Harvest 2017 has begun!
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On August 16, we began the 2017 harvest at Tenuta Carretta by picking the first white grapes. In Malgrà, we started last Wednesday, August 9, picking our Pinot Noir and Chardonnay for the base wine that will become our classic-method sparkling Alta Langa.
The summer was unusually hot this year. June and July were marked by very warm days and nights that were cool because of scattered rainfall. Thanks to these conditions, all of the grape varieties ripened on the very early side. This was due especially to an early budding caused by anomalous and prolonged high temperatures in the second half of February and the first half of March.
The lower temperatures that arrived in April culminated in frost on April 18 and April 20. These weather events dotted a wide swath of northern and central Italy, affecting certain spots and sparing others. But not even an unusually cool May could slow the vegetative cycle of the vines.
All things considered, the 2017 vintage was an anomaly for Piedmont and it will remembered, together with 1997, 2003, and 2007, as a vintage in which the ability of grape growers was put to the test by challenging climatic conditions.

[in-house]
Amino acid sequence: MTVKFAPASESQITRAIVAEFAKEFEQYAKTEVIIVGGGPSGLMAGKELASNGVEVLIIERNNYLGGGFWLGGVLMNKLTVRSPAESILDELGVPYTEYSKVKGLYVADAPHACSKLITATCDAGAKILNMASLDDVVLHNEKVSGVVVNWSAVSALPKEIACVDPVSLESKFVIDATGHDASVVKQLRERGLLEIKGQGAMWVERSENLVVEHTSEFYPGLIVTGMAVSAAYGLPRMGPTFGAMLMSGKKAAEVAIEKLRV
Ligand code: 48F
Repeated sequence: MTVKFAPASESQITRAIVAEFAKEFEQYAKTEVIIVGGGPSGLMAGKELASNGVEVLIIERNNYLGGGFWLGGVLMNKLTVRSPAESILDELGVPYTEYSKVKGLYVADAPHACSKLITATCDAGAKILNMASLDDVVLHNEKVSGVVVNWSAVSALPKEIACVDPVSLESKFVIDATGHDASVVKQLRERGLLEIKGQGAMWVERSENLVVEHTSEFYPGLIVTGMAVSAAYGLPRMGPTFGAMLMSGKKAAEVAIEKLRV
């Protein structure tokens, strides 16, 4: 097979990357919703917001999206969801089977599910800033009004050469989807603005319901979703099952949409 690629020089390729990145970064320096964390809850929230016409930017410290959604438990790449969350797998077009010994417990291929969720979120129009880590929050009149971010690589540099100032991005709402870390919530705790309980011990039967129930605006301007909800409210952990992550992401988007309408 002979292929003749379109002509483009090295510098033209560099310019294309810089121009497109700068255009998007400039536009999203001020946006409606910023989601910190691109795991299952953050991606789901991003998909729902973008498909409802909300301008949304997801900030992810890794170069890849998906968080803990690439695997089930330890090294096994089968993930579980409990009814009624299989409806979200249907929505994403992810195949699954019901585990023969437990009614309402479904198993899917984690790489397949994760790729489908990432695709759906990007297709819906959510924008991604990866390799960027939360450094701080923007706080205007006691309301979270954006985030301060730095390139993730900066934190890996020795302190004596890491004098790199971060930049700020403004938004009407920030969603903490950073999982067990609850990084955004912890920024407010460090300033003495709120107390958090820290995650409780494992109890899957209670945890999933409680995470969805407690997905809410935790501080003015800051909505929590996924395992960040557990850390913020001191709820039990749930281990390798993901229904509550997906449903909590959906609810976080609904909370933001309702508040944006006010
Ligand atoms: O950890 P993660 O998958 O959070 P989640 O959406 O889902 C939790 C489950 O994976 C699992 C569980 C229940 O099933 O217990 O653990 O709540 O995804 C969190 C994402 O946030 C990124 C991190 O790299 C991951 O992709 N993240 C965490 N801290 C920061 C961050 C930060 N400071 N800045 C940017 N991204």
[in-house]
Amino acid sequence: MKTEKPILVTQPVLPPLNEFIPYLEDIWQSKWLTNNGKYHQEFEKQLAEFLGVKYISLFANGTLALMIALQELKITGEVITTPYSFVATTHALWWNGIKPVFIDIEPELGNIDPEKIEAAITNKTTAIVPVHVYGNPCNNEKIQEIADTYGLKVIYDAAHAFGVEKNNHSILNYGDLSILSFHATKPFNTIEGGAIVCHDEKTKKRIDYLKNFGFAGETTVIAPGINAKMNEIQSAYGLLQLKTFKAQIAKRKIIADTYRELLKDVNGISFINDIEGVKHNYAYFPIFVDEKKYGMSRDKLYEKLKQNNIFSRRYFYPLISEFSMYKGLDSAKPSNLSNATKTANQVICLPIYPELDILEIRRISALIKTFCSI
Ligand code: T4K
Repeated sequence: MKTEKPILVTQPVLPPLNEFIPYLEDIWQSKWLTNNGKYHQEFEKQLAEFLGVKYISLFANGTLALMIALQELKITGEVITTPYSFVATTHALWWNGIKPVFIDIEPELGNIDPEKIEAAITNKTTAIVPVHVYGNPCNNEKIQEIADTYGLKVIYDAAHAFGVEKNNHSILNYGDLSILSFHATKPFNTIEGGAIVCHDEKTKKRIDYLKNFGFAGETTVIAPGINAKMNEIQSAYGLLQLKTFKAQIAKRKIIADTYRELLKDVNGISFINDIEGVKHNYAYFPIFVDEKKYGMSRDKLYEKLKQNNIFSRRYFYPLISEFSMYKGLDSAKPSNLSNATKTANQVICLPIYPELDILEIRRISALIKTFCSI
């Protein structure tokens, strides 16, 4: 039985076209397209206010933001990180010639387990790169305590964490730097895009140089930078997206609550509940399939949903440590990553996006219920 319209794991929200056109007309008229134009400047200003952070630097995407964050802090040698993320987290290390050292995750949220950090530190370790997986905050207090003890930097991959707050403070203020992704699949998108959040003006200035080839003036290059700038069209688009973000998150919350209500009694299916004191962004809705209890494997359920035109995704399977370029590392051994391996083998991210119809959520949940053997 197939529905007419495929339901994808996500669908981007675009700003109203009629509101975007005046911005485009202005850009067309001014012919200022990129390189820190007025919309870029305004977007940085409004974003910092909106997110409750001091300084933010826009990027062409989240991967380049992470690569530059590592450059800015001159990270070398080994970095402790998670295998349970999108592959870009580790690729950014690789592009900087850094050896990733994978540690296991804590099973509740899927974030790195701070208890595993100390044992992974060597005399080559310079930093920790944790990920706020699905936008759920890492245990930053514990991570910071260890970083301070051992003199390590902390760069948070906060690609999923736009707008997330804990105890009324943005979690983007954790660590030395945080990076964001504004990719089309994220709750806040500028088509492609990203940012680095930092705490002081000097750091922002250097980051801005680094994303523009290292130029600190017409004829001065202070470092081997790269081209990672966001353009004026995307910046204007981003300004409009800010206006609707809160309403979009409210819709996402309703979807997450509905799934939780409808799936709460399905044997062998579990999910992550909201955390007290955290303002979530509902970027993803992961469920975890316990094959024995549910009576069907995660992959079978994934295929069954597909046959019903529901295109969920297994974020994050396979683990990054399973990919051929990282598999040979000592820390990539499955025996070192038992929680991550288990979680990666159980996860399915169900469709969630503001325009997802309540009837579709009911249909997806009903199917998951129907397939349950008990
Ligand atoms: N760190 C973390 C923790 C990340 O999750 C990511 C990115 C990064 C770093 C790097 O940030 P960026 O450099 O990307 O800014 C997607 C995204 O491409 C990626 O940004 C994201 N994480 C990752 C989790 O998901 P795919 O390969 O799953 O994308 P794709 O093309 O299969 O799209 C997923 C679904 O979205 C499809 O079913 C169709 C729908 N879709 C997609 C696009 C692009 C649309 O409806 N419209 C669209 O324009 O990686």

In terms of quality, 2017 will be remembered as a challenging vintage for white grapes. The important thing is to choose the right moment for picking each variety. As far as red grapes are concerned, like Dolcetto, Barbera, and Nebbiolo, the vintage should be an easier one. These varieties have been helped by this year’s climatic conditions. At the moment, it looks like they ripen fully, although much earlier than usual.
The lab analysis of the grapes is reason for optimism at this point. The grapes are perfectly healthy, with balanced acidity and sugar levels that aren’t too high. This is a sign that that the vegetative phase was slowed by temperatures that were high but were also in overall harmony with the vegetative cycle.
Obviously, it’s impossible to predict what will happen over the next few weeks. If conditions don’t change — and we don’t receive the rainfall that we traditionally get at the end of August and the beginning of September — we estimate that there will be a 15 percent decrease in yield with respect to last year. This is due to the smaller size of the berries and the smaller amount of must that we will obtain. And this, inevitably, will have an impact on the production cost (and the prize) of the wines.
In any case, we will have to wait for another month to see what happenes. In the meantime, cross your fingers!